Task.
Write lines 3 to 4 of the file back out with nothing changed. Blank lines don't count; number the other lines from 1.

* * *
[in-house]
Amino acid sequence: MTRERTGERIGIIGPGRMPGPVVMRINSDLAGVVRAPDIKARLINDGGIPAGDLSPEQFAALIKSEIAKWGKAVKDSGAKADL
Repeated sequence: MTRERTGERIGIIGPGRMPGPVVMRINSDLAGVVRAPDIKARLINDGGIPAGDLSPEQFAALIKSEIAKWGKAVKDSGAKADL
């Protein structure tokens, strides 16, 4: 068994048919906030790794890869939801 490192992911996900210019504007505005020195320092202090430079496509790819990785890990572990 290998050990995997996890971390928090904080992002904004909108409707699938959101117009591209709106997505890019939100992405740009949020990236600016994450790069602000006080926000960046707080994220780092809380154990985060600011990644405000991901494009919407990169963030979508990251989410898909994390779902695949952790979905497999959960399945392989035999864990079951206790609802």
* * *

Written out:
Repeated sequence: MTRERTGERIGIIGPGRMPGPVVMRINSDLAGVVRAPDIKARLINDGGIPAGDLSPEQFAALIKSEIAKWGKAVKDSGAKADL
């Protein structure tokens, strides 16, 4: 068994048919906030790794890869939801 490192992911996900210019504007505005020195320092202090430079496509790819990785890990572990 290998050990995997996890971390928090904080992002904004909108409707699938959101117009591209709106997505890019939100992405740009949020990236600016994450790069602000006080926000960046707080994220780092809380154990985060600011990644405000991901494009919407990169963030979508990251989410898909994390779902695949952790979905497999959960399945392989035999864990079951206790609802």